Anaphylactic reactions: While taking beta-blockers, patients with a history of atopy or a history of severe anaphylactic reaction to a variety of allergens may be more reactive to repeated challenge with such allergens and unresponsive to the usual dose of adrenaline used to treat anaphylactic reactions.
Concomitant therapy: Timolol may interact with other medicinal products (see Interactions).
The use of two local prostaglandins is not recommended.
Ocular effects: Travoprost may gradually change the eye colour by increasing the number of melanosomes (pigment granules) in melanocytes. Before treatment is instituted, patients must be informed of the possibility of a permanent change in eye colour. Unilateral treatment can result in permanent heterochromia. The long-term effects on the melanocytes and any consequences thereof are currently unknown. The change in iris colour occurs slowly and may not be noticeable for months to years. The change in eye colour has predominantly been seen in patients with mixed coloured irides, i.e., blue-brown, grey-brown, yellow-brown and green-brown; however, it has also been observed in patients with brown eyes. Typically, the brown pigmentation around the pupil spreads concentrically towards the periphery in affected eyes, but the entire iris or parts of it may become more brownish. After discontinuation of therapy, no further increase in brown iris pigment has been observed.
In controlled clinical trials, periorbital and/or eyelid skin darkening in association with the use of travoprost has been reported.
Periorbital and lid changes, including deepening of the eyelid sulcus, have been observed with prostaglandin analogues.
Travoprost may gradually change eyelashes in the treated eye(s); these changes were observed in about half of the patients in clinical trials and include: increased length, thickness, pigmentation, and/or number of lashes. The mechanism of eyelash changes and their long term consequences are currently unknown.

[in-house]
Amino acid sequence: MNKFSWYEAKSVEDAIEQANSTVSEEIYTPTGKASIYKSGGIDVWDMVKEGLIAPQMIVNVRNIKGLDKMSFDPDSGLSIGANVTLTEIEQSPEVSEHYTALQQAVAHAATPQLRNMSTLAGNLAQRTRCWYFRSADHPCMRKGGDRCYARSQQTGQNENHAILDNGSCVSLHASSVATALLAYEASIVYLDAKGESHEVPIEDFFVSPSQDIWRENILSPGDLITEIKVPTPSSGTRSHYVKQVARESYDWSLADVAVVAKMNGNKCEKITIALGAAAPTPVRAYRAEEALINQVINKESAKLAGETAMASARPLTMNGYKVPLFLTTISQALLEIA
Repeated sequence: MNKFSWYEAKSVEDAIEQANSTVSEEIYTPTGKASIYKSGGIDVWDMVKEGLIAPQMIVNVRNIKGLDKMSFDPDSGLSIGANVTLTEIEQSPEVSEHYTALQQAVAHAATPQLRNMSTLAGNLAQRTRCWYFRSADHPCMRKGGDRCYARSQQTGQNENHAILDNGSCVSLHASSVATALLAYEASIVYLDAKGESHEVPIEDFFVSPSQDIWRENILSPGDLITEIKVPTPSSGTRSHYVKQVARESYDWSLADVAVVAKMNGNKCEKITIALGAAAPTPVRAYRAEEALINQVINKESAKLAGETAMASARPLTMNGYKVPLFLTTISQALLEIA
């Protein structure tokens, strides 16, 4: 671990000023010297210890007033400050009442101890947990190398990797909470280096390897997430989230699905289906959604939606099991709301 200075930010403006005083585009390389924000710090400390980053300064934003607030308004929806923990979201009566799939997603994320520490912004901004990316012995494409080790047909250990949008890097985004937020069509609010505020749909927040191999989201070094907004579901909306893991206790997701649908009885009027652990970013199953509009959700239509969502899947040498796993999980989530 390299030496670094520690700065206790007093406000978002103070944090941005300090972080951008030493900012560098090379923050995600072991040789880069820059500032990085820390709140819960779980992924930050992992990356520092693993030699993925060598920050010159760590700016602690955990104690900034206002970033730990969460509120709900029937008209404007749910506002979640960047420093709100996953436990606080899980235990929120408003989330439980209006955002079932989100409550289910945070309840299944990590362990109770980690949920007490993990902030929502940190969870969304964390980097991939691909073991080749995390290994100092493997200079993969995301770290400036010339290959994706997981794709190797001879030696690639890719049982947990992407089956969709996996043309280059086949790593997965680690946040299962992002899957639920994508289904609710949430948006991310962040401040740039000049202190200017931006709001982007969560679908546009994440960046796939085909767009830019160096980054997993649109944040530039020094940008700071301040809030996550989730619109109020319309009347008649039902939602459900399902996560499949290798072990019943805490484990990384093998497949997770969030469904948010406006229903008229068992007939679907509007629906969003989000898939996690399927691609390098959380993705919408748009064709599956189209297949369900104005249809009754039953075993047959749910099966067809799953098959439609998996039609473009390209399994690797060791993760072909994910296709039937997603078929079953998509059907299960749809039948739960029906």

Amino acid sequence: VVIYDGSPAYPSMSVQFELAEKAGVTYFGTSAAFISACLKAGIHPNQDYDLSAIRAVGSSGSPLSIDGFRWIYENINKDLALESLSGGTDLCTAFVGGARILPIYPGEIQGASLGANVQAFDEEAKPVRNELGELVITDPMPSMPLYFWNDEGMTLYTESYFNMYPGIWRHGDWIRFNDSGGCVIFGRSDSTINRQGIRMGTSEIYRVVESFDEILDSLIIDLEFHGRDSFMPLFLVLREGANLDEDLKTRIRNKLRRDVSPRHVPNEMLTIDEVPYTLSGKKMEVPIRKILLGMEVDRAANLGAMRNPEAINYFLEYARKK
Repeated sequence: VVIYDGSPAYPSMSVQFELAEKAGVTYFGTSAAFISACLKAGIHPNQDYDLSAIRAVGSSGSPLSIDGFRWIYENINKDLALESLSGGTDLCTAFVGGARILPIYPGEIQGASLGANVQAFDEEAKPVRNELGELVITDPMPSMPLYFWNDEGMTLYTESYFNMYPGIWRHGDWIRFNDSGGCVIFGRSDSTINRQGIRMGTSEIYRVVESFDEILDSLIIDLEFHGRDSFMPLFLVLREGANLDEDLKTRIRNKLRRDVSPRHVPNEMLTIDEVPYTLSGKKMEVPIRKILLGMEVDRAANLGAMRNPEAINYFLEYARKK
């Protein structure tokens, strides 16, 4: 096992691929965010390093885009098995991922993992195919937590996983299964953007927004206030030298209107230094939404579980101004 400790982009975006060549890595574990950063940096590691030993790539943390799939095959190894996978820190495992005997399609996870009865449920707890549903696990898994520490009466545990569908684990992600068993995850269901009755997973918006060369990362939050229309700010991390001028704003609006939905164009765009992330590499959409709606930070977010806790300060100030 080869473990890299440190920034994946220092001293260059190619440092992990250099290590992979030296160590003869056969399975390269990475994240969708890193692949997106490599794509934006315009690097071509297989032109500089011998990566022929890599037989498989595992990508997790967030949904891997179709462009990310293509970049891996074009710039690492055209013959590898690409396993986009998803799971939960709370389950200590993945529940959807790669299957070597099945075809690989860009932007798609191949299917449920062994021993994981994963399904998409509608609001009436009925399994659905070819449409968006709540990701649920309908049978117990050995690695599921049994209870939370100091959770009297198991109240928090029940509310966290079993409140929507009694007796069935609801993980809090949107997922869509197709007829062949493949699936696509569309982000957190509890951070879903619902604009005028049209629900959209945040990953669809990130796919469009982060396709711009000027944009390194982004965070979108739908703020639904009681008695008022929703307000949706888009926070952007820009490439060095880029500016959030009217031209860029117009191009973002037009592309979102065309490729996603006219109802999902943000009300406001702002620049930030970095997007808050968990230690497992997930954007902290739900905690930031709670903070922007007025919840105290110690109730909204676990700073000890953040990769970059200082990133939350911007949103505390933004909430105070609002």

Travoprost has been shown to cause slight enlargement of the palpebral fissure in studies in the monkey. However, this effect was not observed during the clinical trials and is considered to be species specific.
There is no experience of DuoTrav eye drops in inflammatory ocular conditions, nor in neovascular, angle-closure, narrow-angle or congenital glaucoma, and only limited experience in thyroid eye disease, in open-angle glaucoma of pseudophakic patients and in pigmentary or pseudoexfoliative glaucoma.
Macular oedema has been reported during treatment with prostaglandin F2α analogues. Caution is recommended when using DuoTrav eye drops in aphakic patients, pseudophakic patients with a torn posterior lens capsule or anterior chamber lenses, or in patients with known risk factors for cystoid macular oedema.
In patients with known predisposing risk factors for iritis/uveitis, and in patients with active intraocular inflammation, DuoTrav eye drops can be used with caution.
Excipients: DuoTrav eye drops contain propylene glycol which may cause skin irritation.
DuoTrav eye drops contain polyoxyethylene hydrogenated castor oil 40 which may cause skin reactions.
Patients must be instructed to remove contact lenses prior to application of DuoTrav eye drops and wait 15 minutes after instillation of the dose before reinsertion (see Dosage & Administration).
Effects on ability to drive and use machines: DuoTrav eye drops have no or negligible influence on the ability to drive and use machines.
As with any eye drops, temporary blurred vision or other visual disturbances may occur. If blurred vision occurs at instillation, the patient must wait until the vision clears before driving or using machines.